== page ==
For a bit of a break in the Coast to Coast posts (mainly as I've got a huge photo backlog and haven't finished typing up and editing the remaining posts), it's time to talk home grown fruit and veg!
As I've mentioned before we don't really have a garden but have used our balcony to grow our own food before now to varying degrees of success.
This year I decided to be a bit overly adventurous and tried to grow mange tout (which went alright), radishes (a disaster), lettuce (mixed results), spring onions (went okay) and courgettes (where the plant grew massively but didn't actually seem to grow any courgette plants at all), but the major success stories were the dwarf beans and the tomatoes.
Dwarf beans are amazingly easy to grow - they don't grow very high, they don't need canes and you get a seriously good yield off them. And they freeze superbly. Unfortunately most of them grew whilst we were away and as such went into the bellies of Matt and Nic who looked after our plants. Still I've got a big bag full in the freezer waiting for me to use them.
And as for the tomatoes... Oh boy!
I tried growing tomatoes a few years ago and got okay results off them. That time I just bought some plants from the garden centre but this year I tried to grow my own from seed. I went for Tumblers which are a suitable variety for growing in hanging baskets, planted seeds in twelve peat plugs on the living room window ledge. To my surprise all twelve plugs grew well. Six were split between two hanging baskets and three went into a tub. I had no space for the remaining three so a friend took them.
It seemed to take forever to grow fruit, but they're easy to look after - just add plenty of water and a bit of fertilizer. With the end of summer approaching they've been in a growing frenzy and we've been inundated with the things - we just couldn't eat them fast enough!
Tumblers sometimes turn out a bit mushy inside for some reason so they're not always great for salads, however when cooked into a tomato sauce they are divine with a beautiful sweetness to the sauce so I decided to make a big batch of the stuff and freeze it. Tomato sauce is something I normally make with tinned toms - I once read that's what the Italians do unless they have some really fresh good tomatoes and mine certainly fitted the bill.
A couple of days harvesting had left us with about 1.1kg of tomatoes and with the addition of two slightly ripe "normal" tomatoes from our weekly veg box I had 1.2kg - which makes three sets of tomato sauce for two!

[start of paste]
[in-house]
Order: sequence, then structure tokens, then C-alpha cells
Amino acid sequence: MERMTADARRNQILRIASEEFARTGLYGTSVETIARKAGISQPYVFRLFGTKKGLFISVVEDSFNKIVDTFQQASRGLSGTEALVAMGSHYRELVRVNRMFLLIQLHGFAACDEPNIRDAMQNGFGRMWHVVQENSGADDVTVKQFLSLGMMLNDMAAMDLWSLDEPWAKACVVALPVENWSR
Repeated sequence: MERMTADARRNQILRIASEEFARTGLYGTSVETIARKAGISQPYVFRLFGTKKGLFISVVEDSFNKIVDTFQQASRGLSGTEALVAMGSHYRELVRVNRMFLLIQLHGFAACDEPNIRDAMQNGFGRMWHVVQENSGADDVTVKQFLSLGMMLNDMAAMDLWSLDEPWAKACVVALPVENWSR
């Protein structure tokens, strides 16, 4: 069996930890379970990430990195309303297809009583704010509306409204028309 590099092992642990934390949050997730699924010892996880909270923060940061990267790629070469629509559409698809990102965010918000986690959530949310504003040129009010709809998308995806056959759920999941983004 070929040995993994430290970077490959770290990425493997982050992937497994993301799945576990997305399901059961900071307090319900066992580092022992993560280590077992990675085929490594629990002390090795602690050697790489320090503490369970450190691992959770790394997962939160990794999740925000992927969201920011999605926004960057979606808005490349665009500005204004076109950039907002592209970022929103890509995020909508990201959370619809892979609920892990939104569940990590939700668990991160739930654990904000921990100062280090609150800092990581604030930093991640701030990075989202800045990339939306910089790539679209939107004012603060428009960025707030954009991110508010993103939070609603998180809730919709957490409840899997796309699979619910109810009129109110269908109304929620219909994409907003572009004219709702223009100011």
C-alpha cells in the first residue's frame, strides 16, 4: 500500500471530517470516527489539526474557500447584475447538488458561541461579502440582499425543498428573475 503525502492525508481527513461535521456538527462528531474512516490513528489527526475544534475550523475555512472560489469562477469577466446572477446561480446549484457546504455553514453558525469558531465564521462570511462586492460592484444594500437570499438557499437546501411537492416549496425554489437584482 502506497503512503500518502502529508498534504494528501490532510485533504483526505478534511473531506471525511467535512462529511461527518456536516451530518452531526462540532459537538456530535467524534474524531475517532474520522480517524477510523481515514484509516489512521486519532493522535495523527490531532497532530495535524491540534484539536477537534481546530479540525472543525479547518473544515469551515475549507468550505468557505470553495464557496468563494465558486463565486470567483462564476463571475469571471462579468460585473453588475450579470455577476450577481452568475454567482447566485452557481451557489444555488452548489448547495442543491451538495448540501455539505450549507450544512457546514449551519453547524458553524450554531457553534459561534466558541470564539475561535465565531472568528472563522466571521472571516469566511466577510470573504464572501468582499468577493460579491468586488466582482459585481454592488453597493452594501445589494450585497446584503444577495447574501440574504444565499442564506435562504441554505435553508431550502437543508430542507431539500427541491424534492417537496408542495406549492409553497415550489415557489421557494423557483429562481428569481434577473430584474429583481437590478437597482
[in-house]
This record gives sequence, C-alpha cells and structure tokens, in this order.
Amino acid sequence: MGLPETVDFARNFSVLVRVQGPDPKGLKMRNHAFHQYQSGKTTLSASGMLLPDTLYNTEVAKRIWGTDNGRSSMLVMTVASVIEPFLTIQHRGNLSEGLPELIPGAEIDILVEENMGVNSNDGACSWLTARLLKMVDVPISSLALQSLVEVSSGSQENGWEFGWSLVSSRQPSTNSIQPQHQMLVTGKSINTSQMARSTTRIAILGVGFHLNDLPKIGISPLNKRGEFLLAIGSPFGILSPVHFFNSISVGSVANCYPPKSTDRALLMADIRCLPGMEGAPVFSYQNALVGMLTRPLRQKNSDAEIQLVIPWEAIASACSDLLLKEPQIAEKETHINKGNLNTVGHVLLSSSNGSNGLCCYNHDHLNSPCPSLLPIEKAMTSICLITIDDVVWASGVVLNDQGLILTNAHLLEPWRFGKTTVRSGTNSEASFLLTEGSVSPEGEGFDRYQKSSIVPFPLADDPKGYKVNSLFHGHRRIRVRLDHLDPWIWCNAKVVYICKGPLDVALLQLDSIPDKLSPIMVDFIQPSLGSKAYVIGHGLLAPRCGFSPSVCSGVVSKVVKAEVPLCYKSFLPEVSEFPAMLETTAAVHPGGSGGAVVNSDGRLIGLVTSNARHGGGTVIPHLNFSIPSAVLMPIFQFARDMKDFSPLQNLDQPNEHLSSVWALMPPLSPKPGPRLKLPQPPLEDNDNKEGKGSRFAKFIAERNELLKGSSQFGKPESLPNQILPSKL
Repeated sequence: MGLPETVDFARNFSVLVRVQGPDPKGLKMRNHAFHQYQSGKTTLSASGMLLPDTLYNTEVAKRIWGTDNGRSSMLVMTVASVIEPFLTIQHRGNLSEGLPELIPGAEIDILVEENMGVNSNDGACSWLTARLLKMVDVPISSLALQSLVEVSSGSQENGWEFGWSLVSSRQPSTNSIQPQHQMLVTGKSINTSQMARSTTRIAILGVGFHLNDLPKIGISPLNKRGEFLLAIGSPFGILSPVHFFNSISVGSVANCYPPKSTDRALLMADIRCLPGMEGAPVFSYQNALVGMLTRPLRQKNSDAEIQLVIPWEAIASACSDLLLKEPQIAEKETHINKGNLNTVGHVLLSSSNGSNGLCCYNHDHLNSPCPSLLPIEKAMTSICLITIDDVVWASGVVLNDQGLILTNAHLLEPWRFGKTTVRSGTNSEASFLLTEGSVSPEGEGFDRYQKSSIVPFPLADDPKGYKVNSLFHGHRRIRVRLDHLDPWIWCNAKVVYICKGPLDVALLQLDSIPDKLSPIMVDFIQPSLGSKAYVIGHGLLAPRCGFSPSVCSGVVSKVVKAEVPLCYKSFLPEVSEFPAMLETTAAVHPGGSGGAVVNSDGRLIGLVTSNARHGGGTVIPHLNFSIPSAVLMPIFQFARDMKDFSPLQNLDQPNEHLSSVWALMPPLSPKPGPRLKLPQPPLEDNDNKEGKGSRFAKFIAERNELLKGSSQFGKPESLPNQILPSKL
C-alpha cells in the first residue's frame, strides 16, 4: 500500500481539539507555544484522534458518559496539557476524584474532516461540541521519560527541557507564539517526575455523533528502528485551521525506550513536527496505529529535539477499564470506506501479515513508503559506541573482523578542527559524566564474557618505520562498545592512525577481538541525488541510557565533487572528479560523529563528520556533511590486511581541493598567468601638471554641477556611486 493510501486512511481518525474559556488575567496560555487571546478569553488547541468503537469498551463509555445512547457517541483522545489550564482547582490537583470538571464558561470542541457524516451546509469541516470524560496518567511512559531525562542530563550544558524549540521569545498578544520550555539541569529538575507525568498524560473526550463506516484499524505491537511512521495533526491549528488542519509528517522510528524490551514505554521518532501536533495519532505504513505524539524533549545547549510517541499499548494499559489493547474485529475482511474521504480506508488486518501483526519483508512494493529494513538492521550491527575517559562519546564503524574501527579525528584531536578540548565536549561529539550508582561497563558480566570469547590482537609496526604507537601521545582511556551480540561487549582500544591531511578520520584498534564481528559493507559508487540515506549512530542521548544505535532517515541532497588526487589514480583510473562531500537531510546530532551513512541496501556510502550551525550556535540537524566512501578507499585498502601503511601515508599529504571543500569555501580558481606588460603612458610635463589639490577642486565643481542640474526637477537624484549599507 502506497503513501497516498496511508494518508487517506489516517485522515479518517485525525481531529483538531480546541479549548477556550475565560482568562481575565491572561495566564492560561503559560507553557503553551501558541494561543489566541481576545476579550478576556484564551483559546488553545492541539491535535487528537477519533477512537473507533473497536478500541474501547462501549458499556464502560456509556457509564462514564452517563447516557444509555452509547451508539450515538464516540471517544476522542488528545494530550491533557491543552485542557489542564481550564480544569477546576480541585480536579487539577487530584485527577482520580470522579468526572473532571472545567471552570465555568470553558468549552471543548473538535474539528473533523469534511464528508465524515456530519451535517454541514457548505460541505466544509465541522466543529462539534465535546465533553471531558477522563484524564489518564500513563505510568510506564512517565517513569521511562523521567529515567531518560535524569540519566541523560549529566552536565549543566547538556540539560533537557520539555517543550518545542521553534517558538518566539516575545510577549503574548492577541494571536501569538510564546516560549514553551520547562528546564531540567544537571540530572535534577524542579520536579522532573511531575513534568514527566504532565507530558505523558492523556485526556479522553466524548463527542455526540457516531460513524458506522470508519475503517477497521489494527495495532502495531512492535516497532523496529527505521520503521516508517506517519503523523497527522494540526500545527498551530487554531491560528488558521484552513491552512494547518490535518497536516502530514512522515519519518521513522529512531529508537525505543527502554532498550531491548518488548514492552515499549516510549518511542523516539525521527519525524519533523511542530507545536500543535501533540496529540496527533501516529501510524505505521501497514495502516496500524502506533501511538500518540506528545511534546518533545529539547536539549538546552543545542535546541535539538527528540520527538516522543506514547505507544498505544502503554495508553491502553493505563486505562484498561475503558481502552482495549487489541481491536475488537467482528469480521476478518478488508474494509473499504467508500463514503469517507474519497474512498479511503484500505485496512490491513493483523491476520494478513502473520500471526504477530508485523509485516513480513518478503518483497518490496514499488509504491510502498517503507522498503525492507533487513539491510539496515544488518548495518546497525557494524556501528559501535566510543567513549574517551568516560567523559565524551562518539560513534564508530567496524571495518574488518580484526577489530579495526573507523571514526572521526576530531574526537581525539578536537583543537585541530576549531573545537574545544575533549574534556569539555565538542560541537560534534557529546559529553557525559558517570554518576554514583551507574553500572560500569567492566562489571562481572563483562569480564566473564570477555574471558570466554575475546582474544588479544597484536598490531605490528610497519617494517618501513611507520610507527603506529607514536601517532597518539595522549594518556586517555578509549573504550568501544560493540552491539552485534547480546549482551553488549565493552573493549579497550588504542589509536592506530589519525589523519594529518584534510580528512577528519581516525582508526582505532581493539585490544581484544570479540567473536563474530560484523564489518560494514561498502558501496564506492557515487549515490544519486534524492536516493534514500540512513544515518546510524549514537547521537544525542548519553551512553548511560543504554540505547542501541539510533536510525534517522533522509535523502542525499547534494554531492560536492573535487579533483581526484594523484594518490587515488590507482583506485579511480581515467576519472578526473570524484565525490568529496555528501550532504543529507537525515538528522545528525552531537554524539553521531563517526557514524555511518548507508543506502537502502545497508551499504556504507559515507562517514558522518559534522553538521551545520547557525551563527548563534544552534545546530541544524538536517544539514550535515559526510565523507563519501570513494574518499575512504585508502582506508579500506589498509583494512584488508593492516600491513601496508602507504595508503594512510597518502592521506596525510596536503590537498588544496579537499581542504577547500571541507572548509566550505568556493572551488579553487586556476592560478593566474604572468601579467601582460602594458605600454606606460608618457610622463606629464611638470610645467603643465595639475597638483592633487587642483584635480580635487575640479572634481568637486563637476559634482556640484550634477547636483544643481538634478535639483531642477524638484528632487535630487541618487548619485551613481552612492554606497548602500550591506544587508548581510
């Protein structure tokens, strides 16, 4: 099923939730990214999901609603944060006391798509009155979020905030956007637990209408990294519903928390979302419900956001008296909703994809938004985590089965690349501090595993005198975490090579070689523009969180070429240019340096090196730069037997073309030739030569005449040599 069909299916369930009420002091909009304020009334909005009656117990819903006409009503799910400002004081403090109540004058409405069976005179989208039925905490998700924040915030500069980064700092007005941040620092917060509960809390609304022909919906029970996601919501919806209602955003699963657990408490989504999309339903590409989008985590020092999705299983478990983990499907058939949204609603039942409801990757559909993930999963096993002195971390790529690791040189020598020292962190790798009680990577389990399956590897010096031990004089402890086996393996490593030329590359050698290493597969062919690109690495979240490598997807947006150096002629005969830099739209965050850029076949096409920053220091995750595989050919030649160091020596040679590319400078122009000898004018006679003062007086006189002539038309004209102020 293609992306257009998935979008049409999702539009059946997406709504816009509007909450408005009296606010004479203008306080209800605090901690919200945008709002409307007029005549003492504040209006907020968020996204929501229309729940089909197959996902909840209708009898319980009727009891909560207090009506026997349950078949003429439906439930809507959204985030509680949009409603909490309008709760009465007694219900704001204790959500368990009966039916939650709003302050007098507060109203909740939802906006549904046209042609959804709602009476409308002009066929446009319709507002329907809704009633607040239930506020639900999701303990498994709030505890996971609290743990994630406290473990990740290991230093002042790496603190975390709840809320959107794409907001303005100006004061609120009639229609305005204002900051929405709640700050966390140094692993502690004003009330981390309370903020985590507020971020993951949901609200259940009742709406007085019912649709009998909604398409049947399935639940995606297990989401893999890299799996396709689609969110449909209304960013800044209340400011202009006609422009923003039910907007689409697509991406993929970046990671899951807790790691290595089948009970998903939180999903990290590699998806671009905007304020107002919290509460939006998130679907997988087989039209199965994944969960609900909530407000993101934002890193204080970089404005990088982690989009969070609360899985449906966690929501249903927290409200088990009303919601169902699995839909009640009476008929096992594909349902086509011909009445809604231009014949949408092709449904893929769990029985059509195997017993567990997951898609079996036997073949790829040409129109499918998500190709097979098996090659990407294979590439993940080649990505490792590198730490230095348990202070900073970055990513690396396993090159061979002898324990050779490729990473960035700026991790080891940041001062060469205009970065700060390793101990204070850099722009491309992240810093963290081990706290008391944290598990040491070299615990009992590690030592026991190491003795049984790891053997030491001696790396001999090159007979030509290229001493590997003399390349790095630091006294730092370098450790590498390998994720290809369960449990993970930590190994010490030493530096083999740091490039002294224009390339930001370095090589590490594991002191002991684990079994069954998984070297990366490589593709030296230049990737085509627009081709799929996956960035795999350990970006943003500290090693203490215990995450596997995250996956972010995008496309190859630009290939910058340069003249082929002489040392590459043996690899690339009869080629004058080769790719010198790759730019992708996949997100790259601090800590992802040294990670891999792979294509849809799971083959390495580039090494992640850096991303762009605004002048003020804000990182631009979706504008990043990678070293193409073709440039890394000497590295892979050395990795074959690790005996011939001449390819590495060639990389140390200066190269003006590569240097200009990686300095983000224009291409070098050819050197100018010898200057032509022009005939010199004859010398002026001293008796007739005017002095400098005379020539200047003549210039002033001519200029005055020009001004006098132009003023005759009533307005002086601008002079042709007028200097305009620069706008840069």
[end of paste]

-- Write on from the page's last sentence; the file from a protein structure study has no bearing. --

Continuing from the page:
Tomato sauce is so easy to make that I just can't understand why people buy jars of it. Based on 400g of tomatoes fry half an onion until brown. Then add a big fat garlic clove and fry that for a moment.
Now add your 400g of tomatoes chopped up - as I was using cherry sized ones I quartered them. Add a splodge of tomato puree to make it a bit redder, about 100ml of water and simmer until the tomatoes break down and the sauce becomes thick and rich.
It's easily multiplied - adding in two normal toms from my veg box I had 1.2kg so tripled it.
Cooking will take about 20 minutes and you should get a nice smooth tomato sauce. You can then liquidise it if you wish but I prefer it with some chunks.
Depending on how much tomato sauce you like, this will give you between 3 and 5 portions for two people. I went for three because that's just the kind of guy I am!
Once you've got it, you can use it as you wish - add to bolognaise with mince and a bit of basil or pesto for example, or throw in some chillis and you' ve got a fantastic aribiata sauce.
It also freezes very well. Splitting it between plastic tubs I put two in the freezer for future use (just defrost and use as if freshly made) and one in the fridge for use over the weekend. It looks and tastes stunning and - of course - has amazingly low food mileage.
If you've never tried growing your own tomatoes, tumblers in hanging baskets are a great way to start. They're extremely easy and will give you a good reward. And the pasta sauce it makes - well you'll be in heaven!